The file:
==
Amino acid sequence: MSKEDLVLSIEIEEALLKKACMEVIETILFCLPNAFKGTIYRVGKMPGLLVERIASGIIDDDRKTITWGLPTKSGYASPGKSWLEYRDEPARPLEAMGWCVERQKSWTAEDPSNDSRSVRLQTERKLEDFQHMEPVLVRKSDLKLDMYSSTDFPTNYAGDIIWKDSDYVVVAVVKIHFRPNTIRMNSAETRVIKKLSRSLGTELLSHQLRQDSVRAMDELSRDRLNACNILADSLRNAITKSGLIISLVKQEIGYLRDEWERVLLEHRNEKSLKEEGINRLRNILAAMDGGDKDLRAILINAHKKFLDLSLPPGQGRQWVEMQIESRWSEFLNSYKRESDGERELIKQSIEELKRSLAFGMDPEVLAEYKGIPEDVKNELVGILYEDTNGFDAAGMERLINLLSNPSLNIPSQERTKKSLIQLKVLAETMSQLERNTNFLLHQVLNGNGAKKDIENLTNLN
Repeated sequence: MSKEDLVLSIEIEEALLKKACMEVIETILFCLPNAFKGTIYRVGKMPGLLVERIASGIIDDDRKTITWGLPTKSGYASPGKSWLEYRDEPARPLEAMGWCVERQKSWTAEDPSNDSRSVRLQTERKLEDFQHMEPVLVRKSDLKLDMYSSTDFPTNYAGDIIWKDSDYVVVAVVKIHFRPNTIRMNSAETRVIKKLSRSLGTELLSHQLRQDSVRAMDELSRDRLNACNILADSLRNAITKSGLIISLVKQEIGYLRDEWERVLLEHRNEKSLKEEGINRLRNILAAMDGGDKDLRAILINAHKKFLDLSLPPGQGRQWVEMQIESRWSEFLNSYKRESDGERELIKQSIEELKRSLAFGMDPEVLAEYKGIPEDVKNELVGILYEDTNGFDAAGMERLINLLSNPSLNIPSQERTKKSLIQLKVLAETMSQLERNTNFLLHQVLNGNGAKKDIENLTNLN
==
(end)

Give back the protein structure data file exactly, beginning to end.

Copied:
Amino acid sequence: MSKEDLVLSIEIEEALLKKACMEVIETILFCLPNAFKGTIYRVGKMPGLLVERIASGIIDDDRKTITWGLPTKSGYASPGKSWLEYRDEPARPLEAMGWCVERQKSWTAEDPSNDSRSVRLQTERKLEDFQHMEPVLVRKSDLKLDMYSSTDFPTNYAGDIIWKDSDYVVVAVVKIHFRPNTIRMNSAETRVIKKLSRSLGTELLSHQLRQDSVRAMDELSRDRLNACNILADSLRNAITKSGLIISLVKQEIGYLRDEWERVLLEHRNEKSLKEEGINRLRNILAAMDGGDKDLRAILINAHKKFLDLSLPPGQGRQWVEMQIESRWSEFLNSYKRESDGERELIKQSIEELKRSLAFGMDPEVLAEYKGIPEDVKNELVGILYEDTNGFDAAGMERLINLLSNPSLNIPSQERTKKSLIQLKVLAETMSQLERNTNFLLHQVLNGNGAKKDIENLTNLN
Repeated sequence: MSKEDLVLSIEIEEALLKKACMEVIETILFCLPNAFKGTIYRVGKMPGLLVERIASGIIDDDRKTITWGLPTKSGYASPGKSWLEYRDEPARPLEAMGWCVERQKSWTAEDPSNDSRSVRLQTERKLEDFQHMEPVLVRKSDLKLDMYSSTDFPTNYAGDIIWKDSDYVVVAVVKIHFRPNTIRMNSAETRVIKKLSRSLGTELLSHQLRQDSVRAMDELSRDRLNACNILADSLRNAITKSGLIISLVKQEIGYLRDEWERVLLEHRNEKSLKEEGINRLRNILAAMDGGDKDLRAILINAHKKFLDLSLPPGQGRQWVEMQIESRWSEFLNSYKRESDGERELIKQSIEELKRSLAFGMDPEVLAEYKGIPEDVKNELVGILYEDTNGFDAAGMERLINLLSNPSLNIPSQERTKKSLIQLKVLAETMSQLERNTNFLLHQVLNGNGAKKDIENLTNLN